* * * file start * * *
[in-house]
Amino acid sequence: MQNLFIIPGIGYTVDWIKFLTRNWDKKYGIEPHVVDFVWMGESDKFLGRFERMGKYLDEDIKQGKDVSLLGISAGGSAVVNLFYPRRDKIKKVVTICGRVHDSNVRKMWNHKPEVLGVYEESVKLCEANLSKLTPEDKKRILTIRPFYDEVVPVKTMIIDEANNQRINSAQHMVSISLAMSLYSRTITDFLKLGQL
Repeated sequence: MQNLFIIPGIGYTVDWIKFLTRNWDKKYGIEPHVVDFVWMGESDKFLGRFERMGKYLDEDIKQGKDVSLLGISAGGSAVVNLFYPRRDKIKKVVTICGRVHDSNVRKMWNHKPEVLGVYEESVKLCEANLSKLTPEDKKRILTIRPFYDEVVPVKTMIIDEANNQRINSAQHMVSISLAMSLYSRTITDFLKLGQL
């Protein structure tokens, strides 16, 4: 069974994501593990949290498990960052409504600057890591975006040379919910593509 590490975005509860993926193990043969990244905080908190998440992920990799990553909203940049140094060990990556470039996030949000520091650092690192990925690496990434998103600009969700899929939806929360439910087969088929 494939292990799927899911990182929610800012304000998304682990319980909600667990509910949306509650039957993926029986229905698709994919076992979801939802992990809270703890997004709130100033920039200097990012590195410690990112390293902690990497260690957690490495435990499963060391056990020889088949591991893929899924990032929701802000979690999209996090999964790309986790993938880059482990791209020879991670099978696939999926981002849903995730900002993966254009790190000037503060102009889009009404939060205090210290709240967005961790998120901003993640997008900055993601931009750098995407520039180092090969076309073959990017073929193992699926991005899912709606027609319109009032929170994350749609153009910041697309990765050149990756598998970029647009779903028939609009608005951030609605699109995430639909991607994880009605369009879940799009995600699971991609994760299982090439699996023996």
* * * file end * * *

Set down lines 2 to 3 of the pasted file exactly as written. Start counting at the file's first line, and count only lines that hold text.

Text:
Amino acid sequence: MQNLFIIPGIGYTVDWIKFLTRNWDKKYGIEPHVVDFVWMGESDKFLGRFERMGKYLDEDIKQGKDVSLLGISAGGSAVVNLFYPRRDKIKKVVTICGRVHDSNVRKMWNHKPEVLGVYEESVKLCEANLSKLTPEDKKRILTIRPFYDEVVPVKTMIIDEANNQRINSAQHMVSISLAMSLYSRTITDFLKLGQL
Repeated sequence: MQNLFIIPGIGYTVDWIKFLTRNWDKKYGIEPHVVDFVWMGESDKFLGRFERMGKYLDEDIKQGKDVSLLGISAGGSAVVNLFYPRRDKIKKVVTICGRVHDSNVRKMWNHKPEVLGVYEESVKLCEANLSKLTPEDKKRILTIRPFYDEVVPVKTMIIDEANNQRINSAQHMVSISLAMSLYSRTITDFLKLGQL